What factors shaped the airports policy of the busiest aviation city in the world?
What has been the role of politicians, planners and communities?
Why has it proved so difficult to make a decision on airports and stick to it?
Inside London’s Airports Policy is the first book to provide a complete history of London’s airport policy, considering whether we can make better decisions if we learn from the lessons of history. Based on the author’s extensive industry experience, and detailed research of key documents, public records and academic papers, plus interviews with key individuals. The book sets out the studies, consultations, inquiries, commissions and debates that have directed London’s Airport policy on the troubled flight path which it has taken.
The book covers in detail a period from the mid-1970s, when the Maplin project was cancelled, to the present day. Along the way, there are periods of incremental growth with new terminals at Heathrow, Gatwick and Stansted; a policy vacuum of the early 1990s and the Heathrow Terminal 5 Inquiry; a long term strategy outlined in the 2003 White Paper; and the Airports Commission of 2012-2015. Case studies of airports in other countries and in the UK outside of the South East provide interesting comparisons.
Written in a straightforward style with personal insights, Inside London’s Airports Policy will be a fascinating read for all those with an interest in the development of aviation, airports and transport, including planners, engineers, civil servants, community representatives and politicians. Students and academics wishing to study examples of the decision making process will also find this an engaging read.
Paul Le Blond has over 45 years’ experience in the air and rail transport industries. Working with BAA from 1970 to 2001, Paul was involved with many public inquiries into airport development, and latterly with Heathrow Express as Rail Strategy Director. From 2001 until February 2003 he was Eurostar's Director of Strategy after which he became an independent consultant, retiring in 2015. He is a Fellow of the Chartered Institute of Logistics and Transport.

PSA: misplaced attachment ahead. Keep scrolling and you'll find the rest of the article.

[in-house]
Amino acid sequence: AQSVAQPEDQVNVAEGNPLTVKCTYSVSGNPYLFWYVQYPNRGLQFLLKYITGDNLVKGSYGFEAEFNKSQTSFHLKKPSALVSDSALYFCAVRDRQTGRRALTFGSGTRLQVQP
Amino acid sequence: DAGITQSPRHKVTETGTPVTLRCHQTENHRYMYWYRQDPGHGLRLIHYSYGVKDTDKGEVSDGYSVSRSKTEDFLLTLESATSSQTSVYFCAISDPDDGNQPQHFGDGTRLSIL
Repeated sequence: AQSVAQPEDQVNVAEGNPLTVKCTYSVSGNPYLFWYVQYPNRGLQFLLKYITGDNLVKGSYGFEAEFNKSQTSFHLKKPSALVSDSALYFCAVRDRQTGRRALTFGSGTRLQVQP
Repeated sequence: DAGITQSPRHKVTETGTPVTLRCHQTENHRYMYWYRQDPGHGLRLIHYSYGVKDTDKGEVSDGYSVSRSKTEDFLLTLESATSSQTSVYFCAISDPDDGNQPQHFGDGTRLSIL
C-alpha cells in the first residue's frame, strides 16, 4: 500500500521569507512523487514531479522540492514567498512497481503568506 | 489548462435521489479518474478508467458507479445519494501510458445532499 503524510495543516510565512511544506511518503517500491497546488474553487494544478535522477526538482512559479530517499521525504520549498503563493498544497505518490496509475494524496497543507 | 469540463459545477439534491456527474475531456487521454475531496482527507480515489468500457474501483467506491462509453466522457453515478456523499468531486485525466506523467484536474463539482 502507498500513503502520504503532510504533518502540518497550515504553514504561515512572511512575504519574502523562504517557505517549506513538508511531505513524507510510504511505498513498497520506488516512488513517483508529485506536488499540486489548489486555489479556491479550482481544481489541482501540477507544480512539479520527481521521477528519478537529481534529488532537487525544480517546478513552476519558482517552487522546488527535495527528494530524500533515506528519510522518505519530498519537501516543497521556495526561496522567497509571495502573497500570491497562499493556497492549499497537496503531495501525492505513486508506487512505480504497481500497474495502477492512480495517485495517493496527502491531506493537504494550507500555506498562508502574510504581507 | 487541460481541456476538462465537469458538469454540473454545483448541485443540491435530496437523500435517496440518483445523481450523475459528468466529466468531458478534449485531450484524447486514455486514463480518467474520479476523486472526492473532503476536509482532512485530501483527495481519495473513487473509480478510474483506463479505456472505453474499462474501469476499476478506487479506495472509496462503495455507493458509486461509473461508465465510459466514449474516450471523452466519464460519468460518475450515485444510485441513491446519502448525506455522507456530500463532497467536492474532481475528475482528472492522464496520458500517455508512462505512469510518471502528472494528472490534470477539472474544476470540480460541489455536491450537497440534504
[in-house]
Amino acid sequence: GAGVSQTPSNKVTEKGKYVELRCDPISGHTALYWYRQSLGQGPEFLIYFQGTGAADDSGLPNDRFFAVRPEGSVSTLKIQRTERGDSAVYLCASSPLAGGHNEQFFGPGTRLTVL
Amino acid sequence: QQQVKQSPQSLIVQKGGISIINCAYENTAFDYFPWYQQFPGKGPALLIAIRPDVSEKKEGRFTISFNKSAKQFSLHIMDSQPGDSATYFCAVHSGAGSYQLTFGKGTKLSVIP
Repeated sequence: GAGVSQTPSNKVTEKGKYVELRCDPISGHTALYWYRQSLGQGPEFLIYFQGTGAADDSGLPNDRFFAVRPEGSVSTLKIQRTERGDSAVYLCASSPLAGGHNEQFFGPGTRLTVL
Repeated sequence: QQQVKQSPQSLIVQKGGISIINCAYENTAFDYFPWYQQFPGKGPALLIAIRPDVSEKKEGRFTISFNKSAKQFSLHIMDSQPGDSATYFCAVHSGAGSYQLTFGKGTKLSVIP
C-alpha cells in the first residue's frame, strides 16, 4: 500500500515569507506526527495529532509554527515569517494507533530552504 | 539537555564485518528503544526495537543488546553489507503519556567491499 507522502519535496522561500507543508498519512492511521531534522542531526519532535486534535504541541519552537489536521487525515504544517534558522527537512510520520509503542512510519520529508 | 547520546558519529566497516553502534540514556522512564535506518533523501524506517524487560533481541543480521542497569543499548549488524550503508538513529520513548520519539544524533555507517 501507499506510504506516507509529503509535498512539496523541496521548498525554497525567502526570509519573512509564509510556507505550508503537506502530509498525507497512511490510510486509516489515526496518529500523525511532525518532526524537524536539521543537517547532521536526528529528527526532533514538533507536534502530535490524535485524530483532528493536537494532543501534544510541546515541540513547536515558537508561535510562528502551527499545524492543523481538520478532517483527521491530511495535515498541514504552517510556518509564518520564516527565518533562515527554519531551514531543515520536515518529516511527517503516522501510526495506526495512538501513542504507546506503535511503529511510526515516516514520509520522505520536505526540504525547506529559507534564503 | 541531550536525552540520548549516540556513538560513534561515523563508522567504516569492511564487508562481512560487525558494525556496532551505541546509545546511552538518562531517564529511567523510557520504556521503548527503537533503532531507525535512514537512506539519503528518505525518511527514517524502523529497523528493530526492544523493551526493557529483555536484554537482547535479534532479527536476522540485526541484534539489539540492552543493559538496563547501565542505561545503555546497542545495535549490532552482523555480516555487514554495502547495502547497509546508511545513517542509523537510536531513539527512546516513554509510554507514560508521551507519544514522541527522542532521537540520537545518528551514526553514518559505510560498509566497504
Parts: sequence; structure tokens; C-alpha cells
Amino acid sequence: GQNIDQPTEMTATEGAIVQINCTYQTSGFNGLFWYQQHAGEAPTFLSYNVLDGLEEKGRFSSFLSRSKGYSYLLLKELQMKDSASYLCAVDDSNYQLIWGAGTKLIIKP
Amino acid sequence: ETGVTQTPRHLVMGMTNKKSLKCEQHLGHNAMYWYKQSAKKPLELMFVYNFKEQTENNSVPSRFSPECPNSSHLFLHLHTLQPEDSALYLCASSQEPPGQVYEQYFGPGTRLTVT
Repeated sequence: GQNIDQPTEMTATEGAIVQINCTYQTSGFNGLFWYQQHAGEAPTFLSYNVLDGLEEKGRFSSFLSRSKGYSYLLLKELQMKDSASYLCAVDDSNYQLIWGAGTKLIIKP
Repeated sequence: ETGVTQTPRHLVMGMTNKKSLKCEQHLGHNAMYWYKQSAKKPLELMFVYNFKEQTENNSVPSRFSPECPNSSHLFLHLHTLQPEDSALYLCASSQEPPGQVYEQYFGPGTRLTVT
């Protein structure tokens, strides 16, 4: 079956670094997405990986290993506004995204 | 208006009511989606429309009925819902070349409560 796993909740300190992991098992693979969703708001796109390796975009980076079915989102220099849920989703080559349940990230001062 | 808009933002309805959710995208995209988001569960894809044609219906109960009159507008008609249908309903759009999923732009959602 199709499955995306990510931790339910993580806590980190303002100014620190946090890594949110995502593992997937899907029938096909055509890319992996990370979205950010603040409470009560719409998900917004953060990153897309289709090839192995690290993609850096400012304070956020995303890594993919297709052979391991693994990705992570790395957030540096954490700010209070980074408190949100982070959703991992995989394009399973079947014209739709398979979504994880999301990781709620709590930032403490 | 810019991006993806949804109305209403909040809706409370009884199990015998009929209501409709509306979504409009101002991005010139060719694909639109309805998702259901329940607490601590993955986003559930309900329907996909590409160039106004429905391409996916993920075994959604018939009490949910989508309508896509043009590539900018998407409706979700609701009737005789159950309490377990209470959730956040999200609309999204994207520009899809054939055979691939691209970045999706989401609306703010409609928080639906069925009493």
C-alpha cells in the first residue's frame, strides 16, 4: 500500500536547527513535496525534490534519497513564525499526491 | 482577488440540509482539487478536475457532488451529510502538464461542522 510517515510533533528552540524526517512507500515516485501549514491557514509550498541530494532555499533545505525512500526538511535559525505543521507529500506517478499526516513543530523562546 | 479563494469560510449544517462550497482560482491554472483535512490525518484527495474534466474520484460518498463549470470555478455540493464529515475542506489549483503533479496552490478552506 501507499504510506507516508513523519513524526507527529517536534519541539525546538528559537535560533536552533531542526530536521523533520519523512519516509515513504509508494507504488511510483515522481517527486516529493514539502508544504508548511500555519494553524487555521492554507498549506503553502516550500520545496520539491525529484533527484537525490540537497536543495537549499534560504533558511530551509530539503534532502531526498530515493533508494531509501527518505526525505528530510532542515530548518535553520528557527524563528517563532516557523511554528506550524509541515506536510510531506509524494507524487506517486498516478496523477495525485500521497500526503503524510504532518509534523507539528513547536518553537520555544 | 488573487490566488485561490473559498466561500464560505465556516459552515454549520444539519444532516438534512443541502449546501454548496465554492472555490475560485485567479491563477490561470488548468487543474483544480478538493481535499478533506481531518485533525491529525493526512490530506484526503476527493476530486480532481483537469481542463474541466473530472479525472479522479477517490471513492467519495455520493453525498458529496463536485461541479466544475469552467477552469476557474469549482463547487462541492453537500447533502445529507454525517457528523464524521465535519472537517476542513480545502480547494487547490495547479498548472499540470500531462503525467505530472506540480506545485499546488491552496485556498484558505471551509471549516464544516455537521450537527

"This complete history explains all that has hitherto been unfathomable about some of the nation’s most crucial assets: London’s airports. The author delivers an implied master class in strategic decision-making when timescales transcend the tenure of an administration, whilst nevertheless setting the direction of travel for the century ahead.
If you want to know why London’s airports are how they are, read this. If you want to consider how strategic decision-making should occur, keep this book with you at all times."
Richard Atkinson, CBE FCILT, Director of Engagement, CILT; this review was first featured in Logistics & Transport Focus, the membership magazine for The Chartered Institute of Logistics and Transport
"For anyone interested in the process of making policy for airport expansion and seeing how it is, or is not, implemented, this is a must-read book."
Patrick Hicks, International Air Rail Organisaton
Inside London's Airports Policy: Indecision, decision and counter-decision by Paul Le Blond is all you will ever need to grasp the story of London’s airport expansion over the past 40 years. Meticulous research is combined with well-chosen headings, summary charts and references to unravel the record of “indecision, decision and counter-decision” – a quote from John Nott to the House of Commons in 1979. The plot unravels chapter by chapter with some of the most interesting new evidence stemming from the author’s obvious rapport with key stakeholders and informed by a lifetime career in the industry. This often fills gaps in documentary records due to the 30year rule. There are also insights into the difficulty of forecasting and the complex interaction with airline competition – a key driver of airport use. Read more
Kris Beuret OBE, the Director of Social Research Associates
The author is well qualified to write this book, having worked in senior management positions at British Airports Authority (subsequently BAA plc) for some 30 years. (...) The book adeptly discusses some of the key themes that emerged during this complex and troubled path. These include the difficulties of forecasting future air traffic demand and the expected size of aircraft flown and the increasing concern over environmental issues, particularly aircraft noise and air quality. (...) Provides a well-researched history of UK airport planning and will be of interest to a broad range of readers in involved in aviation, planning, politics and community involvement.
Peter A Forbes FRAeS, Director, Alan Stratford and Associates, review featured in the Royal Aeronautical Society's Aerospace magazine